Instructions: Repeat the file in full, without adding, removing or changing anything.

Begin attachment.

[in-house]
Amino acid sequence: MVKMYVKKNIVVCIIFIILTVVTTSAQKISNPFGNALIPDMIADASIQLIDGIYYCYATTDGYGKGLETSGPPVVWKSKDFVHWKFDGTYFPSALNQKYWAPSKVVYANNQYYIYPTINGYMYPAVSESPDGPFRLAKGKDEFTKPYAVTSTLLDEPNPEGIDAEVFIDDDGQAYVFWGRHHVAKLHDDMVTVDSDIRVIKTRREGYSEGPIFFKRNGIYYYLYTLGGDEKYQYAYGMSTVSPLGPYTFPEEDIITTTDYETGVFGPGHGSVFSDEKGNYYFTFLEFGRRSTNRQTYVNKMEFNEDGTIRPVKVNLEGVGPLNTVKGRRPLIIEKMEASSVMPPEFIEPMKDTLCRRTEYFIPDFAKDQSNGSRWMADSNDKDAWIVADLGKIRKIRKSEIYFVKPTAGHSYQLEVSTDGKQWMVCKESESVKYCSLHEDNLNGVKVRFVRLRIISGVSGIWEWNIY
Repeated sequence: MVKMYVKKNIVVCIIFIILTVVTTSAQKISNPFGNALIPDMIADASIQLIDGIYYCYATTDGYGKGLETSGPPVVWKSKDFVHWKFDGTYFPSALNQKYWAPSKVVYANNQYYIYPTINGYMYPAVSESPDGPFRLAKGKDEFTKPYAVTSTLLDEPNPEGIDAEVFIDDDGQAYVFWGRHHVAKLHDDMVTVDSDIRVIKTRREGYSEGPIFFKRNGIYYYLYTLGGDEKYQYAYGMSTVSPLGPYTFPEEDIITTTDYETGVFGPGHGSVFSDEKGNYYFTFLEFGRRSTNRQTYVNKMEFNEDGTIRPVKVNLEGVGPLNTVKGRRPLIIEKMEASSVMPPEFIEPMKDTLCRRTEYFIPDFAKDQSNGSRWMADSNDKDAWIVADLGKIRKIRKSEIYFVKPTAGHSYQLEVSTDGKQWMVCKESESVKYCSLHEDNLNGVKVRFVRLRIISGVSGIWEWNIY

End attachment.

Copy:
[in-house]
Amino acid sequence: MVKMYVKKNIVVCIIFIILTVVTTSAQKISNPFGNALIPDMIADASIQLIDGIYYCYATTDGYGKGLETSGPPVVWKSKDFVHWKFDGTYFPSALNQKYWAPSKVVYANNQYYIYPTINGYMYPAVSESPDGPFRLAKGKDEFTKPYAVTSTLLDEPNPEGIDAEVFIDDDGQAYVFWGRHHVAKLHDDMVTVDSDIRVIKTRREGYSEGPIFFKRNGIYYYLYTLGGDEKYQYAYGMSTVSPLGPYTFPEEDIITTTDYETGVFGPGHGSVFSDEKGNYYFTFLEFGRRSTNRQTYVNKMEFNEDGTIRPVKVNLEGVGPLNTVKGRRPLIIEKMEASSVMPPEFIEPMKDTLCRRTEYFIPDFAKDQSNGSRWMADSNDKDAWIVADLGKIRKIRKSEIYFVKPTAGHSYQLEVSTDGKQWMVCKESESVKYCSLHEDNLNGVKVRFVRLRIISGVSGIWEWNIY
Repeated sequence: MVKMYVKKNIVVCIIFIILTVVTTSAQKISNPFGNALIPDMIADASIQLIDGIYYCYATTDGYGKGLETSGPPVVWKSKDFVHWKFDGTYFPSALNQKYWAPSKVVYANNQYYIYPTINGYMYPAVSESPDGPFRLAKGKDEFTKPYAVTSTLLDEPNPEGIDAEVFIDDDGQAYVFWGRHHVAKLHDDMVTVDSDIRVIKTRREGYSEGPIFFKRNGIYYYLYTLGGDEKYQYAYGMSTVSPLGPYTFPEEDIITTTDYETGVFGPGHGSVFSDEKGNYYFTFLEFGRRSTNRQTYVNKMEFNEDGTIRPVKVNLEGVGPLNTVKGRRPLIIEKMEASSVMPPEFIEPMKDTLCRRTEYFIPDFAKDQSNGSRWMADSNDKDAWIVADLGKIRKIRKSEIYFVKPTAGHSYQLEVSTDGKQWMVCKESESVKYCSLHEDNLNGVKVRFVRLRIISGVSGIWEWNIY